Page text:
And we wanted to understand how the Humboldt Current and its fauna had changed through time. And I had a colleague who kept on telling me about this fossil site that had all these whale skeletons. And for a lot of reasons, I didn’t believe him, and that was a mistake– until one day, when we rolled up to the site which had been uncovered through road expansion along– right along the Pan-American Highway.
And I remember that moment when we rolled up and saw whale skeleton after whale skeleton under these black tarps. And we’d just flip open a black tarp, and you’d see these complete whale skeletons, fossil whale skeletons, preserved nose-to-tip, yards away, sometimes on top of one another. And so that was a little bit terrifying because I don’t really wish a whale skeleton on anyone.
They’re enormous burdens in terms of the logistics of dealing with them, how you study them, and there weren’t just one or two. There were dozens. And we didn’t have much time to come up with some kind of game plan for how we were going to study them. And this is where the Smithsonian’s 3D Digitization Lab came in and really provided a technological solution to a scientific need.
IRA FLATOW: Wow. Let’s talk about the future a little bit. With climate change, the oceans are evolving. They’re changing in their chemical makeup, getting more acidic, getting– currents are moving in places they haven’t been before. How is that going to affect the whales?
NICK PYENSON: Right. So whales have been around for 50 million years, and they’ve been in the water for over 40 million of those years. So they’ve experienced a lot of changes in the past. But what I think is different about what’s happening now is that the Earth is changing in geologic scales and rates within human lifetimes. I think the best examples– the bellwether, the Arctic– summer sea ice is at a low in the Arctic.
And it’s been at a low for the last decade on a decreasing trajectory. So if you extrapolate just on a linear basis, draw that line down, we’re looking at no summer sea ice for most of the Arctic in about 15, 20 years, assuming there’s no non-linear response to that. And so what that means is the Arctic Ocean will become a true ocean. And probably for many kinds of whales, that means more productivity, more light, more food.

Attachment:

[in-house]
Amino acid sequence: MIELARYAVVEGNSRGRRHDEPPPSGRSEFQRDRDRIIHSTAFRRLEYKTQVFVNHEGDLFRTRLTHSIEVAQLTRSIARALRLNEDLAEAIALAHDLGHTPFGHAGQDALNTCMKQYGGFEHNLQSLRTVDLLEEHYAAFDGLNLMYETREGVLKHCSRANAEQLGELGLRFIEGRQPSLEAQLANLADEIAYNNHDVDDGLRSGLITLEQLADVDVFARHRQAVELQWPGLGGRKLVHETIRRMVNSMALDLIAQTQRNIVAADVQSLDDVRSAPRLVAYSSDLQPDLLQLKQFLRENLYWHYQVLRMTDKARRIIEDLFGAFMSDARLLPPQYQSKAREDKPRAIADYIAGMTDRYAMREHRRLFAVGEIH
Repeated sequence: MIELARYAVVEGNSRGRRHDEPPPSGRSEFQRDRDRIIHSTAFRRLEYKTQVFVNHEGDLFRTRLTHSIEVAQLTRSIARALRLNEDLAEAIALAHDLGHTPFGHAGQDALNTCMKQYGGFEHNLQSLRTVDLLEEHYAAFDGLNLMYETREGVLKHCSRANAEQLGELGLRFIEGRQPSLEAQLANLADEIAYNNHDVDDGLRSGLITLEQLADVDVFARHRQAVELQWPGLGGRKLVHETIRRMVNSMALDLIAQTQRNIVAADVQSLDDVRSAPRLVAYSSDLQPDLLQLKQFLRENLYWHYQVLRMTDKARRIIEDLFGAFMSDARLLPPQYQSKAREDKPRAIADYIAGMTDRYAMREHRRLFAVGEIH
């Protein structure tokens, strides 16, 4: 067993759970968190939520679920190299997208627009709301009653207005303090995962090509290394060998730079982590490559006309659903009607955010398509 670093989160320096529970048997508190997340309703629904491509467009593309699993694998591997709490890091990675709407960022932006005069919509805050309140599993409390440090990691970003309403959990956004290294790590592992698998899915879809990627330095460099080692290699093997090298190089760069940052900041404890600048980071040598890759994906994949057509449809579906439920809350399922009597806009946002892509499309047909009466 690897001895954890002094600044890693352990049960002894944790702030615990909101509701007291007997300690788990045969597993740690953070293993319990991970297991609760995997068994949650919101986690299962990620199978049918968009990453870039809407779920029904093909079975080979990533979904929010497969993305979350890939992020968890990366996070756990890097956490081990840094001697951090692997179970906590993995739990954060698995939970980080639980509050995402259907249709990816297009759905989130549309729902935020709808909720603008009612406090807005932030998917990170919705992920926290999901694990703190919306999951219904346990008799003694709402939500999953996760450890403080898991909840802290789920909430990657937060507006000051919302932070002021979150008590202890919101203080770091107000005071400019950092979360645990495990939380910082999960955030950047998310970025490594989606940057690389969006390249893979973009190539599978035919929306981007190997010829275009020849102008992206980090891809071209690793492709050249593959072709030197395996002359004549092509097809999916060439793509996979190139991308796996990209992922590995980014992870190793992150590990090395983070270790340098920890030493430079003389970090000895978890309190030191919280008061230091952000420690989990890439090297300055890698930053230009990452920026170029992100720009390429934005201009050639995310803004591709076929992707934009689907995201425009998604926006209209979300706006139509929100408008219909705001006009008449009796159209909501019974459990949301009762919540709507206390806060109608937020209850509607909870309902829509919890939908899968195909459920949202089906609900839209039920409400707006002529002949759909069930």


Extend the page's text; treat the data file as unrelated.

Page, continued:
But it also means more human activity. That means the Arctic will become a shipping lane. And we know that in urban areas along the coast of the United States, ship strike is a major source of mortality for many large species of whales that simply can’t get out of the way of a cruise ship or a cargo ship. Equally, entanglement in fishing lines is another huge source of mortality, especially for North Atlantic right whales, which have not recovered from over 10 centuries, nearly 10 centuries, of whaling throughout the North Atlantic.
So there’s kind of this mixed bag of a future for whales, where there’s both human activity and major changes to ecosystems. And it’s complicated. For whales that have the ability to move large distances and have a variety of prey that they can pursue, they probably are going to be adaptable, whereas the other species that are in marginal areas– so think about river dolphins.
Some species of river dolphins are living right along– in rivers right along major urban areas. And so human modification to their habitat is a big threat to their continued existence. And I’m thinking about the Ganges river dolphin or the Yangtze river dolphin, which is probably extinct.
IRA FLATOW: Fascinating stuff, Nick. Thank you for taking time to write this book and being a guest on Science Friday.
NICK PYENSON: Absolutely, thanks so much.
IRA FLATOW: Great read, Nick Pyenson. If you’re looking for some summer reading, this is it. Nick Pyenson, author of the new book, Spying on Whales– The Past, Present, and Future of Earth’s Most Awesome Creatures. And we have an excerpt on our website up on– at sciencefriday.com. And our celebration of Oceans Month comes to an end today, but you can still read about underwater sub pilots, get your fill on corals and kelp. It’s all up at our website at sciencefriday.com/whalebones– sciencefriday.com/whalebones.